This system combining cineplasty and EPP control may also be applicable for other limb prostheses. It may enable voluntary control of the prosthetic knee in patients with transfemoral amputation and control of the ankle-joint prosthesis in patients with transtibial amputation. The EPP control provided through the cineplasty connection could produce more natural responses in an electric-powered prosthetic knee or ankle. The more natural response would facilitate walking on uneven ground and climbing or descending stairs. The application of cineplasty to a movable muscle in patients with cervical spinal cord injury and palsy of all four limbs may also be useful to control various devices. In addition to usefulness in hand and leg prostheses, an interface employing cineplasty may also provide utility in human-machine interfaces in the future.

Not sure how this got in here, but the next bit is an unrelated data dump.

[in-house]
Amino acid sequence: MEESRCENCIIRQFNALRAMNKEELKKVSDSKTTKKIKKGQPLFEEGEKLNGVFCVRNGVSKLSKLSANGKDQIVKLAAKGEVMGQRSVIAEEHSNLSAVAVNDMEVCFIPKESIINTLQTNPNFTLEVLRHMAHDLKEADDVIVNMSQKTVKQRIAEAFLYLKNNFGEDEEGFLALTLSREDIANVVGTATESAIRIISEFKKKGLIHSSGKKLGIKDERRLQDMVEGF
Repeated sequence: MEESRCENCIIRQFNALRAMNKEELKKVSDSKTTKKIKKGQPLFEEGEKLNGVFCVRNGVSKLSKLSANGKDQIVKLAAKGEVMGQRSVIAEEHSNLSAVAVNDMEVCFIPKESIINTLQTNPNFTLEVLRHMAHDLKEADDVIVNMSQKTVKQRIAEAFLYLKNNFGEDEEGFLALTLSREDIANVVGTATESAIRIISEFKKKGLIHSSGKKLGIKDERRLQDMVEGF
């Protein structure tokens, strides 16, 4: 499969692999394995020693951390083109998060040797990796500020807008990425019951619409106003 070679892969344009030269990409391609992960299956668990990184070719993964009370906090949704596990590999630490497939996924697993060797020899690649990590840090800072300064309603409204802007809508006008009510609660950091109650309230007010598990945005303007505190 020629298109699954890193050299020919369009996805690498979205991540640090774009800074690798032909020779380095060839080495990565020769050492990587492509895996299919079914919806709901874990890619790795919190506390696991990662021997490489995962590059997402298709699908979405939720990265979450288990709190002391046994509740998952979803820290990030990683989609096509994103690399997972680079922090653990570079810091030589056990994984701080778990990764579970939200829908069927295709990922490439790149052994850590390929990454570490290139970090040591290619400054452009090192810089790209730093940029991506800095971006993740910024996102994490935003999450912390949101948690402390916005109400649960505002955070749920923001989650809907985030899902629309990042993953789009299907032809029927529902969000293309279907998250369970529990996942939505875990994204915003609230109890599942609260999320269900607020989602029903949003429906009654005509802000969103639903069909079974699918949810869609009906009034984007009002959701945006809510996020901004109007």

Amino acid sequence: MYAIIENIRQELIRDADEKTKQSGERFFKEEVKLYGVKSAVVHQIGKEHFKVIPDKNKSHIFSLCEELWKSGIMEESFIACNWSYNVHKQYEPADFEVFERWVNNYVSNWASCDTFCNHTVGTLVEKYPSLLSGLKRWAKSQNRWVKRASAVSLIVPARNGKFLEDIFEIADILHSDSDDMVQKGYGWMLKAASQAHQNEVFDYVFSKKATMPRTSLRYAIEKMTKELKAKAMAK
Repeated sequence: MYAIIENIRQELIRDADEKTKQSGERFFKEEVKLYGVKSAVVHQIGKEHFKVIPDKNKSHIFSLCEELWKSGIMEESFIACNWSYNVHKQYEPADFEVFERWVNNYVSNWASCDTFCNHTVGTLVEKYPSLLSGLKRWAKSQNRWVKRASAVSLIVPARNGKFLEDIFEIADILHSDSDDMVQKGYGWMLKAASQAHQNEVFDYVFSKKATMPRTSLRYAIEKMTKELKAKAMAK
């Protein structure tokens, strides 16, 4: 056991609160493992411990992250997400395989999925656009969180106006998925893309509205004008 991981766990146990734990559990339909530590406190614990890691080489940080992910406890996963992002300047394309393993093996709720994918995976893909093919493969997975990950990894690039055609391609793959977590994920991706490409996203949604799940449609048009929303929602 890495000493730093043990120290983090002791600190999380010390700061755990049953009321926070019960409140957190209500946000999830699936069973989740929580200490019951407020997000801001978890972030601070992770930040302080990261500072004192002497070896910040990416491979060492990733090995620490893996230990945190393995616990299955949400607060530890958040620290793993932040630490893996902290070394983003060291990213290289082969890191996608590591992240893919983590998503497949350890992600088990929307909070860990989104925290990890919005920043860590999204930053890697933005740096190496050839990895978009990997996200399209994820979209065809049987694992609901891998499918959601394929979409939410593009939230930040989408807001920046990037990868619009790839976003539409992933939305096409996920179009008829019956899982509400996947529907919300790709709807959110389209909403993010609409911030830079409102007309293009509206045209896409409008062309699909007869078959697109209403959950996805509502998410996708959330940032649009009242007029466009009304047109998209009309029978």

CONCLUSIONS

In our single-subject experiment, we proved the ability of the subject to determine the size of an object grasped by the prosthetic hand without visual information via pseudo-cineplasty using a single tendon from a small, weak muscle. Piercing the palmaris longus tendon through the skin as a pseudo-cineplasty appears to be a novel method. Our idea is derived from the original cineplasties carried out in the past and has several weak points, such as infection. However, we believe a more physiological human-machine interface could be built by developing our idea.

ACKNOWLEDGMENTS
Author Contributions:
Study concept and design: S. Nambu, M. Ikebuchi, T. Koike.
Acquisition of data: S. Nambu, M. Ikebuchi, M. Taniguchi, C. S. Park, T. Kitagawa, S. Nakajima.